The Procedural Win: What you can learn from one father’s fight for custody (Part 2)

By Jennifer M. Paine

Attorney, Cordell & Cordell, P.C., Detroit office

Note: This is Part 2 of a four-part overview of the Goldman international custody battle, the Hague Convention treaty and some practical lessons for your case. Click here to read Part 1, click here to read Part 3 and click here to read Part 4.

What Is The Hague Convention?

The Hague Convention on the Civil Aspects of International Child Abduction (“the Hague Convention”) is a treaty between countries that agree to cooperate and abide one set of laws, the Hague Convention, for the return of children removed from their home country for custody disputes. There are over 60 signatory countries. Notable among them are Australia, Brazil, China (parts), Germany, Israel, Italy, Mexico, Spain, Switzerland and Turkey. 

A complete list is available online at the National Center for Missing and Exploited Children’s website, The United States became a signatory in 1981 and enacted the International Child Abduction Remedies Act (“ICARA”), 42 USC §§ 11601-11610 (1995), to implement it in the United States.

The Hague Convention seeks to simplify international cases, in which courts in different countries had been issuing conflicting orders, by reducing them to one issue: Where should the case take place?  Signatories use the Hague Convention as procedural authority to determine whether children removed from one country should be returned, for the case to take place there, or should remain in their new country. The familiar “best interests of the child” standard has no bearing. The issue is not whether the new country is “best” for the child but whether the child has been removed from his domicile, or home country, in contravention of the Hague Convention. 

In most cases, the left-behind parent with custodial rights files an action in the child’s new country for return of the child. (The Hague Convention does govern access cases, in which the parent merely seeks to enforce visitation rights, but those cases are not as publicized and will not be addressed in this article.) In some ways, the case proceeds just like a custody case: the left-behind parent files a petition or complaint; the moving-parent files an answer; the court may issue temporary custody orders; and the parties appear in court to argue their points, sometimes in an evidentiary hearing with witnesses, expert reports and other evidence. In many ways, however, the case is unique: the Hague Convention, in Article 16, specifically bans the court from obtaining jurisdiction to hear the underlying custody dispute; the left-behind parent must file the action within one year of removal (excluding times when the child was away with permission and, in some countries, times when the moving-parent secreted the child); the court cannot return the child if the child is age sixteen or older (even if the case began before age sixteen); and the court may refuse to order the return if the child has become well-settled in the new country, if the child is mature enough to object and does object to return, if the child faces a grave risk of physical or psychological harm if returned, if the left-behind parent acquiesced in the removal, or if the return violates the new country’s fundamental notions of public policy, even if the left-behind parent resides in the child’s home country. These are the moving-parent’s affirmative defenses, and each one the courts narrowly apply to avoid mixing, impermissibly, with the “best interests of the child” standard. Cases analyzing each affirmative defense are available on the NCMEC’s website.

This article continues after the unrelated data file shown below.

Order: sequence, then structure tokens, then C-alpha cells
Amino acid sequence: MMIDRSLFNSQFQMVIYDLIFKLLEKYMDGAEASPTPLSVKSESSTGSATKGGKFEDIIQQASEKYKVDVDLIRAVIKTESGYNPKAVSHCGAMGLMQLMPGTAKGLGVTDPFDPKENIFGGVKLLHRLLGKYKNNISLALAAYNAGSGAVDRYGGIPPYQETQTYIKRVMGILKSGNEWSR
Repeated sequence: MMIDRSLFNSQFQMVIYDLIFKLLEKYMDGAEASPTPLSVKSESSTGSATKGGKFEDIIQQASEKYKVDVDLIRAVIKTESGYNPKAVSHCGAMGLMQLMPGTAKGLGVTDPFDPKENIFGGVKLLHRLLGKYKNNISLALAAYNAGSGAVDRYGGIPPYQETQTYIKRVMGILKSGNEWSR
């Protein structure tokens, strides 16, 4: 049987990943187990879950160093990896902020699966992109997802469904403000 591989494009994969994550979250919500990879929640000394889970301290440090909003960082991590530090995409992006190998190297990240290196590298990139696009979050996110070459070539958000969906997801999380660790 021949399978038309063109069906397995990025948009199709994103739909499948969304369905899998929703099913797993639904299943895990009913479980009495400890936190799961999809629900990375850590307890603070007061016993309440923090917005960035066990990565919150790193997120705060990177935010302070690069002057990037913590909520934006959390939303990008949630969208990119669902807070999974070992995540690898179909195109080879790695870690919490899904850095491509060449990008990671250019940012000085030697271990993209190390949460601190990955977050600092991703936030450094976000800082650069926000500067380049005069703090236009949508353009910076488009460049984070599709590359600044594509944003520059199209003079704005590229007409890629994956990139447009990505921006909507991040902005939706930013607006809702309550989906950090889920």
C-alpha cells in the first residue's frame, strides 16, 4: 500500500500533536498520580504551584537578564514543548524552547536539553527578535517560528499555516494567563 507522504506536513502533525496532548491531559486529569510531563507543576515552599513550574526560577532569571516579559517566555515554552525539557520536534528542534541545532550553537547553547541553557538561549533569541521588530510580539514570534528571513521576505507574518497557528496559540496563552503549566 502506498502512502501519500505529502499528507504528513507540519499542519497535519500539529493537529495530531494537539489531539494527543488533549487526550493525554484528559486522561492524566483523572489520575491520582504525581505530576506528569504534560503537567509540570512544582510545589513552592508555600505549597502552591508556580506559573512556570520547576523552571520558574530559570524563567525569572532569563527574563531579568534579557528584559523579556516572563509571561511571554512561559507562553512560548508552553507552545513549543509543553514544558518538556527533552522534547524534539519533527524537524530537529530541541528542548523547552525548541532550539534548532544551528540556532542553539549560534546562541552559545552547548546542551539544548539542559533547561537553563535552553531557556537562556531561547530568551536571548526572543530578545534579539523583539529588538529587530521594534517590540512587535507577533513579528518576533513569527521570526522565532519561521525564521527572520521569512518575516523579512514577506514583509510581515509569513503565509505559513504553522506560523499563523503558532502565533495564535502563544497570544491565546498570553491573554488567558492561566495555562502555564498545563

If the left-behind parent proves, by a preponderance of the evidence, that (1) the child had a habitual residence in that parent’s country before removal, (2) the moving-parent breached the parent’s custody rights (which need not be joint physical custody) and (3) the parent was actually exercising the rights at the time of removal, and none of the affirmative defenses apply, the court must order the child returned to the home country. From there, the parents may litigate under the “best interests of the child” standard.

Readers interested in learning more about the Hague Convention may research online at the NCMEC’s website and at the United States Department of Justice’s website but should contact an attorney immediately for case-specific information because there is a one year filing deadline, among other procedural rules, that may apply.

Note: This is Part 2 of a four-part overview of the Goldman international custody battle, the Hague Convention treaty and some practical lessons for your case. Click here to read Part 1, click here to read Part 3 and click here to read Part 4.


Jennifer M. Paine is an Associate Attorney in the Detroit, Michigan office of Cordell & Cordell P.C. She is licensed to practice in Michigan, and has been admitted pro hac vice in Illinois, Ohio, and the United States Court of Federal Claims. Ms. Paine received her BA in English and Mathematics from Albion College and graduated Summa Cum Laude. She received her Juris Doctorate from MSU College of Law and graduated Summa Cum Laude.

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